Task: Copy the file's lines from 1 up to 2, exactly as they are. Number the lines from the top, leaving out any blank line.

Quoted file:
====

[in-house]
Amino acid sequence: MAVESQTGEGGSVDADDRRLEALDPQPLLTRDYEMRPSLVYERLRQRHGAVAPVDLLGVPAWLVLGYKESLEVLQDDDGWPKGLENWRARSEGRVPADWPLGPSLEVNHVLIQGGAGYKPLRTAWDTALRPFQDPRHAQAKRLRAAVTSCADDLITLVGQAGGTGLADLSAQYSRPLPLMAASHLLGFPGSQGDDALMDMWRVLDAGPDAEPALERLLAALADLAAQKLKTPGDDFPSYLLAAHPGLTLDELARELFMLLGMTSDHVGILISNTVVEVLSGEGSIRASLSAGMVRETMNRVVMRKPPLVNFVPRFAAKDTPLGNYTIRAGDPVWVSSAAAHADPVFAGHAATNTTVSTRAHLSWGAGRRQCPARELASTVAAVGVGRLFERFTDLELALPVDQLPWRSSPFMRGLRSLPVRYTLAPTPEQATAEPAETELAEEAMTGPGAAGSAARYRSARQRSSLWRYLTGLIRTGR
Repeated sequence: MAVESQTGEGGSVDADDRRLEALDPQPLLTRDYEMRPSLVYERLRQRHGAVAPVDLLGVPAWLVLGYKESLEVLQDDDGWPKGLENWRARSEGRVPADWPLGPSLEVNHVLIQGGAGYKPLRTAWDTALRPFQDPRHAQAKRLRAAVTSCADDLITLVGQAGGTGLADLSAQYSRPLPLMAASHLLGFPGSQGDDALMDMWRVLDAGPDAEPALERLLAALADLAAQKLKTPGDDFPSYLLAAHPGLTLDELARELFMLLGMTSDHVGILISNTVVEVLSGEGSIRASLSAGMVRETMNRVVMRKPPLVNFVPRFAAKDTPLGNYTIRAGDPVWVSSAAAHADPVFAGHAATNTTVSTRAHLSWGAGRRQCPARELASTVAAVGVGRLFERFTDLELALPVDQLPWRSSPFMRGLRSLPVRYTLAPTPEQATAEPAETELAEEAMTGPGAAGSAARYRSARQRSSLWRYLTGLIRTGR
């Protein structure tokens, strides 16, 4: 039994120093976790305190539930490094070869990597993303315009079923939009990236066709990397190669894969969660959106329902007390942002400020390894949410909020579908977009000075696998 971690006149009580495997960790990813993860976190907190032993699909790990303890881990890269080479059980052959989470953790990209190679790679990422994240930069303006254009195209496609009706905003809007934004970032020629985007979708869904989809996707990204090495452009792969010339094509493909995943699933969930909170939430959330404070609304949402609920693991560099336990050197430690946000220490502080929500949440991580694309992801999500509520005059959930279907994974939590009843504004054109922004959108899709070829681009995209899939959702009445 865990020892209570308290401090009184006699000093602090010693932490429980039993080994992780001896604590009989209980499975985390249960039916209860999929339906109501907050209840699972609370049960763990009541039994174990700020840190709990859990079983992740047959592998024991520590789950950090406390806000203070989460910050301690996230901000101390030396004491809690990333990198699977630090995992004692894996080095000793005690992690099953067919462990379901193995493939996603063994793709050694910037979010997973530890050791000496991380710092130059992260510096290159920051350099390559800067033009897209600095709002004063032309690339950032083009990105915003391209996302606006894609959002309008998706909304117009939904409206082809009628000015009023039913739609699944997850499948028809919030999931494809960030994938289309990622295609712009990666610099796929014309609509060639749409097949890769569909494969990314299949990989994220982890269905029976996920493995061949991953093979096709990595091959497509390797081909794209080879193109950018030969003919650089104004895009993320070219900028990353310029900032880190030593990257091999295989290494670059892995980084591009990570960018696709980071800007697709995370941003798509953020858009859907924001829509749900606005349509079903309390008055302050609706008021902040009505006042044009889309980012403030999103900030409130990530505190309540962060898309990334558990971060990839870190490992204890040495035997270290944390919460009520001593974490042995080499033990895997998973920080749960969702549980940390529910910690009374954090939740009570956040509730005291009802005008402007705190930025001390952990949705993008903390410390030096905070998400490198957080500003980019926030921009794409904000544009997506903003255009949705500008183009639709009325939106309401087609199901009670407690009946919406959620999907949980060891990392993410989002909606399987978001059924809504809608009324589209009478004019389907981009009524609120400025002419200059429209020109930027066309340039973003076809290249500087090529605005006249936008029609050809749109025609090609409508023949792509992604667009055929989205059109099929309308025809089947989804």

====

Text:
[in-house]
Amino acid sequence: MAVESQTGEGGSVDADDRRLEALDPQPLLTRDYEMRPSLVYERLRQRHGAVAPVDLLGVPAWLVLGYKESLEVLQDDDGWPKGLENWRARSEGRVPADWPLGPSLEVNHVLIQGGAGYKPLRTAWDTALRPFQDPRHAQAKRLRAAVTSCADDLITLVGQAGGTGLADLSAQYSRPLPLMAASHLLGFPGSQGDDALMDMWRVLDAGPDAEPALERLLAALADLAAQKLKTPGDDFPSYLLAAHPGLTLDELARELFMLLGMTSDHVGILISNTVVEVLSGEGSIRASLSAGMVRETMNRVVMRKPPLVNFVPRFAAKDTPLGNYTIRAGDPVWVSSAAAHADPVFAGHAATNTTVSTRAHLSWGAGRRQCPARELASTVAAVGVGRLFERFTDLELALPVDQLPWRSSPFMRGLRSLPVRYTLAPTPEQATAEPAETELAEEAMTGPGAAGSAARYRSARQRSSLWRYLTGLIRTGR